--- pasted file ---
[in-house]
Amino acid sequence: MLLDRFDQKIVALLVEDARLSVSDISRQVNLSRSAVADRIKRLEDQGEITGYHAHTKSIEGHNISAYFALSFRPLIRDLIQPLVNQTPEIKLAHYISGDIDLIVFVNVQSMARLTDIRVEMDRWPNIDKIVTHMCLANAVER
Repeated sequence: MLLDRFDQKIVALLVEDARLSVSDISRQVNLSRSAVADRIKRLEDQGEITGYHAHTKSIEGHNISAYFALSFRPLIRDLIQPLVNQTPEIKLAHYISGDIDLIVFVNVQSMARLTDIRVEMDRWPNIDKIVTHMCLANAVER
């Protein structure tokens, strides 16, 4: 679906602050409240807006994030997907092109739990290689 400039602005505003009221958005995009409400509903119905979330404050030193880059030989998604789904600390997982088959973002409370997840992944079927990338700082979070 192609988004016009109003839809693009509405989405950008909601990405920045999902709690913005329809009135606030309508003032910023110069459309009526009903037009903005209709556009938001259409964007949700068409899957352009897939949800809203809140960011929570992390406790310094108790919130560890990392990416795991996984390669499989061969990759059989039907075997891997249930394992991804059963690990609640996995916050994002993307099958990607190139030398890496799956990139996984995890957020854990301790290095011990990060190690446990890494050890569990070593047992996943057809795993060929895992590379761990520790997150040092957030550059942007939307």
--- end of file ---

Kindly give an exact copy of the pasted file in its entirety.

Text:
[in-house]
Amino acid sequence: MLLDRFDQKIVALLVEDARLSVSDISRQVNLSRSAVADRIKRLEDQGEITGYHAHTKSIEGHNISAYFALSFRPLIRDLIQPLVNQTPEIKLAHYISGDIDLIVFVNVQSMARLTDIRVEMDRWPNIDKIVTHMCLANAVER
Repeated sequence: MLLDRFDQKIVALLVEDARLSVSDISRQVNLSRSAVADRIKRLEDQGEITGYHAHTKSIEGHNISAYFALSFRPLIRDLIQPLVNQTPEIKLAHYISGDIDLIVFVNVQSMARLTDIRVEMDRWPNIDKIVTHMCLANAVER
């Protein structure tokens, strides 16, 4: 679906602050409240807006994030997907092109739990290689 400039602005505003009221958005995009409400509903119905979330404050030193880059030989998604789904600390997982088959973002409370997840992944079927990338700082979070 192609988004016009109003839809693009509405989405950008909601990405920045999902709690913005329809009135606030309508003032910023110069459309009526009903037009903005209709556009938001259409964007949700068409899957352009897939949800809203809140960011929570992390406790310094108790919130560890990392990416795991996984390669499989061969990759059989039907075997891997249930394992991804059963690990609640996995916050994002993307099958990607190139030398890496799956990139996984995890957020854990301790290095011990990060190690446990890494050890569990070593047992996943057809795993060929895992590379761990520790997150040092957030550059942007939307």